THE OLD HOOD
By Belle Peno Leist
"Oh, grandma, I look a-fright!"
"Who to? Don't be silly, Serena.
It's almost dark, it's raining, the veil
will hide your" face and you'll save
spoiling your dress and that pretty
Serena- Hoyt shrugged her shoul
ders dismally. It was a full half mile
to her home and the rain and the
wind were alarming. It had been fine
weather earlier in the afternoon
when she had come to visit her
grandmother. Serena had worn her
best dress and hat She put both
aside, drew a veil over the old-fashioned
woolen hood and tucked up
her dress closely, putting the long
antiquated cloak over it
' "I suppose you know best, grand
ma," she sighed, "but, oh dear, if I
should meet any of my friends!"
"They wouldn't know you."
"Well, good-by. I'll send one of
the boys after my things in the
Serena set out, comfortably bun
dled. Except for her hurrying step
she looked like some old dame re
turning from market Serena was
used to dainty things and she experi
enced a shrinking embarrassment as
she noted that she alone of all the
women on the busy thoroughfare
wore a hood.
There came .a sharp dash of rain
and Serena drew under the shelter of
a store awning to button the top of
the coat more snugly about her. She
drew back as two rough-looking men
passed her, staring hard at hen
"There she is. I'd know that old
hood anywhere," spoke one of the
men. "Pass her the stuff, we may be
"Here, Nance," mumbled the other,
gliding to Serena's side, "hide these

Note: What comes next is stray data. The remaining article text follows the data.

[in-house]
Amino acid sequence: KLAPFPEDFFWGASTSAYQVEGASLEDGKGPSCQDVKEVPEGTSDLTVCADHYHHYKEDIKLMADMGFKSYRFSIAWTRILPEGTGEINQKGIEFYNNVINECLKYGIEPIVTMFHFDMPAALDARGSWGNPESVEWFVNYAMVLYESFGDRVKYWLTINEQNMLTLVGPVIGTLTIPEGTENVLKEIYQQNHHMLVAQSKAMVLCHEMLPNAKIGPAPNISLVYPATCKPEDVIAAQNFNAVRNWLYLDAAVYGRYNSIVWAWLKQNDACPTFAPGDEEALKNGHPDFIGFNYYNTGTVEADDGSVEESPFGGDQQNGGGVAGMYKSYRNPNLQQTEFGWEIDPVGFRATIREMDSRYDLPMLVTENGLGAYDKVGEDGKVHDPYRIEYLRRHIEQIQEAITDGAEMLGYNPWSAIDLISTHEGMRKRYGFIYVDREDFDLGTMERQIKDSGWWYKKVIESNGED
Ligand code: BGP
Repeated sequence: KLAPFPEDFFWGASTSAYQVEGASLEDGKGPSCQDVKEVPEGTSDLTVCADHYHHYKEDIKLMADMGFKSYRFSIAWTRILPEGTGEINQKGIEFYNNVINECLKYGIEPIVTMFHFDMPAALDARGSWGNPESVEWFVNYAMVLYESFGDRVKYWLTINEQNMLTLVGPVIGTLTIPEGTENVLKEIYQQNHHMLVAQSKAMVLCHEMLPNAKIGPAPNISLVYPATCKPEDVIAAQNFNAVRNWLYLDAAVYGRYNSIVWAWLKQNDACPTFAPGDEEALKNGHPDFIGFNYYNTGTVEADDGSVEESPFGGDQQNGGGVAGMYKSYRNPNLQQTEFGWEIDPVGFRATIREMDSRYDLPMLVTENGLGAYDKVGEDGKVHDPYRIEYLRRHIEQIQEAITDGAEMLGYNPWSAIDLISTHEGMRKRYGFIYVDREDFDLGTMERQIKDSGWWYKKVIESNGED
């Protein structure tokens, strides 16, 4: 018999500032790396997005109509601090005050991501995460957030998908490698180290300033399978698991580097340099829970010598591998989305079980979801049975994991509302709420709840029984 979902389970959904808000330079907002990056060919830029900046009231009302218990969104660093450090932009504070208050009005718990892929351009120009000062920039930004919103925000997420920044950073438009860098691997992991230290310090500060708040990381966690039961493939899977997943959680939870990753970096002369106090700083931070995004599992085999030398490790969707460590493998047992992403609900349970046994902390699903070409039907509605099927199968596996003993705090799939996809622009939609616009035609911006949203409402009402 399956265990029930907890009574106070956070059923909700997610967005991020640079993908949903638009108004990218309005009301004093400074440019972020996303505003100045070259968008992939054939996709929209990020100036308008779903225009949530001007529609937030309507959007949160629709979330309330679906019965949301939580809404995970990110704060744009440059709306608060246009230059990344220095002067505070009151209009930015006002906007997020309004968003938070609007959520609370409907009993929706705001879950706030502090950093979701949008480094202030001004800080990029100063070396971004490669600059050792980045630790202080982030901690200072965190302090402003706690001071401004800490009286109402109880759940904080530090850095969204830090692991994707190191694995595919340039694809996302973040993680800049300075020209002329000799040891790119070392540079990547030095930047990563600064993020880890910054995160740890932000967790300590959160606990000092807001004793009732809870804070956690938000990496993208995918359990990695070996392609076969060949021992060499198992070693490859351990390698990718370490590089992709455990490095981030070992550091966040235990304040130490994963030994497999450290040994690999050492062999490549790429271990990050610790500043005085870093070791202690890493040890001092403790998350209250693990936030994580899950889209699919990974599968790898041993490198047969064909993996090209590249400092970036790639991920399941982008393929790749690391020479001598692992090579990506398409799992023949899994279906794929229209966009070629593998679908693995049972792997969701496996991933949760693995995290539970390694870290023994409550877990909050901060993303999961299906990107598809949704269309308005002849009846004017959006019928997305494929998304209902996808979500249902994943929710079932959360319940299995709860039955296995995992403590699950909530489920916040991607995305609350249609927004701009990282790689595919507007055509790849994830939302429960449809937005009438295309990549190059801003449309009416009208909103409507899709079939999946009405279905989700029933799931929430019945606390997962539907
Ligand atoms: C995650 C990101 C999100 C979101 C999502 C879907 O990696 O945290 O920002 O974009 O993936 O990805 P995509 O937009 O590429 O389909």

safe. They mean a fortune to us."
"I am not " but the man hurried
away without waiting for an expla
nation.Serena. glanced down at -the
package so strangely forced into her
keeping. Apparently it was a pack
age of letters. Several rubber bands
crossed and criss-crossed it The
wrapper bore the words: "Clement
Mapleton, 92 Birney terrace."
"Why, that is on my way home,"
reflected Serena, "and those men
acted so suspiciously! They looked
like thieves, they talked about hiding
the package. Oh, something is
"Pass Her the Stuff, We May Be
wrong, surely, and Til do it! This
is a real adventure."
So Serena, weaving all sorts of
plotful mystery about the incident
sought No. 92 as she entered Birney
terrace. It proved to be an impos
ing looking mansion. She ascended
the steps and with some temerity
rang the doorbell. A servant an
swered the summons.
"Mr. Clement Mapleton?" spoke
"He is not at home," was the re
ply, "but Miss Mapleton will see you
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